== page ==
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Middle schoolers help fifth graders buy T-shirts

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POSTED: June 17, 2008 5:00 a.m.
Photo by Alena Parker/

The TCE student council proudly display their long-awaited DARE t-shirts. (l-r) DARE/GREAT officer James Shaver, Nick Rorro, Angel Brown, Jhanee O'Neal, Sontaja Gordon, Katlyn Scott and fifth grade teacher Dwayne Herring

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Sixth-graders at Lewis Frasier Middle School recently reached a helping hand back to the grade below by raising enough money for the younger students to get their reward for graduating from the DARE program.
After completing ten weeks of instruction, study and practical application, fifth-grade students at Taylor's Creek Elementary have been waiting since their December DARE graduation to receive official DARE graduate T-shirts.
Lack of funding caused the delay.
When the LFMS sixth-grade students learned of the shortage, they decided to raise enough money to buy shirts for the TCE fifth-graders.
The fundraiser became the class project the sixth-graders needed to graduate from the GREAT program, the follow-up to DARE that focuses on gang problems.
DARE/GREAT resource officer James Shaver surprised the TCE students in their classrooms May 21 with the shirts and an explanation.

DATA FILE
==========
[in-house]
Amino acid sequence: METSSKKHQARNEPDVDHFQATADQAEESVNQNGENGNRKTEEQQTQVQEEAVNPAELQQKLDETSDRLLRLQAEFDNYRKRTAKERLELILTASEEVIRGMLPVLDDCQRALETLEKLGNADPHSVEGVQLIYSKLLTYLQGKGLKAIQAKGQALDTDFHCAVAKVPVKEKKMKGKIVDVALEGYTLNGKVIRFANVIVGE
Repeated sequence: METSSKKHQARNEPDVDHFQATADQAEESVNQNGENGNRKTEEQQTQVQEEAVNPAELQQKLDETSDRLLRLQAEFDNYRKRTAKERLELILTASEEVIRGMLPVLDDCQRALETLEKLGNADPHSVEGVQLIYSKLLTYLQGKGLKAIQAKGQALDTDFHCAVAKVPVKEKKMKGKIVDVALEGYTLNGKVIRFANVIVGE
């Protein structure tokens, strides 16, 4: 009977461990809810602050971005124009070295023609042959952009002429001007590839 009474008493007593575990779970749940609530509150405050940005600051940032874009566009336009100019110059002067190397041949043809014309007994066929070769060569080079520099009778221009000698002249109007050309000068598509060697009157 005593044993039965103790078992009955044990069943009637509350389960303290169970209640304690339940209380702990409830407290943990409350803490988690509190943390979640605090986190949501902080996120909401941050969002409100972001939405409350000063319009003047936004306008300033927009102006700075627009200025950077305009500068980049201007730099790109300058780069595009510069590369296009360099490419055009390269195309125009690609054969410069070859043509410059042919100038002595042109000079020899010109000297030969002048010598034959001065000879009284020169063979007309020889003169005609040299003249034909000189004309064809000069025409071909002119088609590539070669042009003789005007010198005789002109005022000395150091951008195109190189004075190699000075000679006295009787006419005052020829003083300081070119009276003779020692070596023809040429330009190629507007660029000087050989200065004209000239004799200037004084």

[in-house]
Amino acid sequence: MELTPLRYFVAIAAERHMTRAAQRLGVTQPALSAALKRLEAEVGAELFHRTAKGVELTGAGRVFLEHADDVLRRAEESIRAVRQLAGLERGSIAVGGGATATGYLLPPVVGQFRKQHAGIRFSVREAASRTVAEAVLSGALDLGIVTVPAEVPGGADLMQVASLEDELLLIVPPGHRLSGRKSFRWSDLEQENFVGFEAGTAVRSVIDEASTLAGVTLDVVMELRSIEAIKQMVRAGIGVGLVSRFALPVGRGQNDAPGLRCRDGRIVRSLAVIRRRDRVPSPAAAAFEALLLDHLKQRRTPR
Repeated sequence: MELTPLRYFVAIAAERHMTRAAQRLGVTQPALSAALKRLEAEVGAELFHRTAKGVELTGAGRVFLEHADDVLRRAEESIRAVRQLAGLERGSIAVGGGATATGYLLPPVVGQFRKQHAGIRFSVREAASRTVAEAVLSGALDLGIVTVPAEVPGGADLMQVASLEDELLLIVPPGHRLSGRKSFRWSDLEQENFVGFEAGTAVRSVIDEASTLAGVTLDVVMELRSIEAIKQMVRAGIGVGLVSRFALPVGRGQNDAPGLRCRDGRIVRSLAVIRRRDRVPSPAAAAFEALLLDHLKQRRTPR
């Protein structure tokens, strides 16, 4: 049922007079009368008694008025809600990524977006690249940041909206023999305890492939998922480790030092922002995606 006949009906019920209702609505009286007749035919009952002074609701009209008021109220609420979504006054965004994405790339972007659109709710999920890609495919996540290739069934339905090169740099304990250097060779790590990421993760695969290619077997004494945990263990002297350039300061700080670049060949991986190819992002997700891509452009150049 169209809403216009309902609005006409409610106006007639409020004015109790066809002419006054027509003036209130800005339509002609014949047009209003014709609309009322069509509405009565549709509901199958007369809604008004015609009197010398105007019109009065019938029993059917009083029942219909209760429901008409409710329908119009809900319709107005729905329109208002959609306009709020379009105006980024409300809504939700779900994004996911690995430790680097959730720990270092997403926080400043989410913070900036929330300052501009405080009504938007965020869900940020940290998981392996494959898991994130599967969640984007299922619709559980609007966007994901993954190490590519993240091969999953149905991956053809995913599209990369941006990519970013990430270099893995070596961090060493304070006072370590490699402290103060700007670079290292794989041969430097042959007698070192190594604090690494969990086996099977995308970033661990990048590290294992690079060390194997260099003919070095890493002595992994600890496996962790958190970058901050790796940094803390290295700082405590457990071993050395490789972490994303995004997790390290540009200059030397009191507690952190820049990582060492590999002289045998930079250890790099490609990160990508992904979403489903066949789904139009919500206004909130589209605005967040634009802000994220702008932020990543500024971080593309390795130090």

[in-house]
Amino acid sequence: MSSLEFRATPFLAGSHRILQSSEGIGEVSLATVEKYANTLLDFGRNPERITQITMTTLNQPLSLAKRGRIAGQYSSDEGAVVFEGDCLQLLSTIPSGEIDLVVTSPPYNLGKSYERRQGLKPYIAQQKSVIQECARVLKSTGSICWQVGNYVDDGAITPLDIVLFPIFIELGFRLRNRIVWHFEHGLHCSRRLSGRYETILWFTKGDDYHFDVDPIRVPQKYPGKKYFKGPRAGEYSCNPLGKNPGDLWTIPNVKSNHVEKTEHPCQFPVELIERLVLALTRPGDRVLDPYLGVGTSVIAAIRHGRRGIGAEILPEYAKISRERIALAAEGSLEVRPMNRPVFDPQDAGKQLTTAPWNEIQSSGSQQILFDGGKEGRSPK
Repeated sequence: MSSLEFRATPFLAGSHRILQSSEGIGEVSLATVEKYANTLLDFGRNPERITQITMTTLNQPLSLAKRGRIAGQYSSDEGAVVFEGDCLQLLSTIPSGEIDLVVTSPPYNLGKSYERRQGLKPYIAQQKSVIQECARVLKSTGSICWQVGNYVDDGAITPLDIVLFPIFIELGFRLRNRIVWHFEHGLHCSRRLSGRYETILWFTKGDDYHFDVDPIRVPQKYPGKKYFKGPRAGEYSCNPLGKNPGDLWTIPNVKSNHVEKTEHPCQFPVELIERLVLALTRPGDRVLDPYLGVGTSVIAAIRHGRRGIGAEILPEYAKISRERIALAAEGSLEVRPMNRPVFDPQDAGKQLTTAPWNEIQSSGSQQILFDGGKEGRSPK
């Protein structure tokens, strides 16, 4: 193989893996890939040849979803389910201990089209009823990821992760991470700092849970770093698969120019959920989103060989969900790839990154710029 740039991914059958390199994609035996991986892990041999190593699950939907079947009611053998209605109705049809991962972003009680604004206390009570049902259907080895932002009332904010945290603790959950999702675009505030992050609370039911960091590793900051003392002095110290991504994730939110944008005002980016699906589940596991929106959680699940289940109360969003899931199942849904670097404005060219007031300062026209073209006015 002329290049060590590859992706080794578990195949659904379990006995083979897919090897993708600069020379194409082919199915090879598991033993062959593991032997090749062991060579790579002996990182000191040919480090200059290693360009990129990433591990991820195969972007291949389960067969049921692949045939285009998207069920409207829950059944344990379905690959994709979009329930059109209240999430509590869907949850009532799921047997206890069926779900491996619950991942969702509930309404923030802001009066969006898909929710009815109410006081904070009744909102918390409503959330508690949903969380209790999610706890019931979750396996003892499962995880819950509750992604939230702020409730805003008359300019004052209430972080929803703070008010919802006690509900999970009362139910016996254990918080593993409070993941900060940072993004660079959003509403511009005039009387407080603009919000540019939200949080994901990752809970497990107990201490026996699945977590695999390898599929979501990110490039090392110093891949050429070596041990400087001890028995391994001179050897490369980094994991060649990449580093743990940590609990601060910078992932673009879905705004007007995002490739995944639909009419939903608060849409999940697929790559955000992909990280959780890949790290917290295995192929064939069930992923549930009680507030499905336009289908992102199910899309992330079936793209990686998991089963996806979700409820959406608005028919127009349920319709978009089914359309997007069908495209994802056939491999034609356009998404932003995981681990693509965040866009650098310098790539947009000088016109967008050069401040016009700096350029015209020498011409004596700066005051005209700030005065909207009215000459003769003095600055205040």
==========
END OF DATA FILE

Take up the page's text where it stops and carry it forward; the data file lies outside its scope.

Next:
"(For) Their class project, they decided to raise money to buy you guys T-shirts," Shaver said of the LFMS sixth-graders.
By giving $1 each, the LFMS students were able to meet their fundraising goal.
"I actually had a couple people say, 'Let me give $20'," Shaver said.
The fifth-graders cheered and clapped after Shaver shared the news, and a few mentioned they will be attending LFMS next year.
Sontaja Gordon, TCE student council president, said it meant a lot to know older students went out of their way to make sure the DARE graduates received their T-shirts. She referred to the example of generosity as "unforgettable."
"Since they're in sixth grade, they just kind of understand how it feels since we got our shirts really, really late," she said.
Gordon said the DARE program was "awesome."
"It's teaching kids not to do things ... and they can have their own choices," she said.
"It's not just trying to change (students') ways. It's more than that," she explained. "They're trying to build our future, our self-confidence."
The nationally renowned Drug Abuse Resistance Education program takes the drug-abuse prevention initiative into the schools to help children resist the negative social pressures they may face to abuse drugs.
In addition to gang awareness, the Gang Resistance Education and Training program, GREAT, teaches life skills, such as learning to "think before you do certain things, could be about gangs, could be about drugs, could be about anything," according to Shaver.
Before school let out for the summer, the fifth-graders wrote thank-you notes to the middle school students.

 

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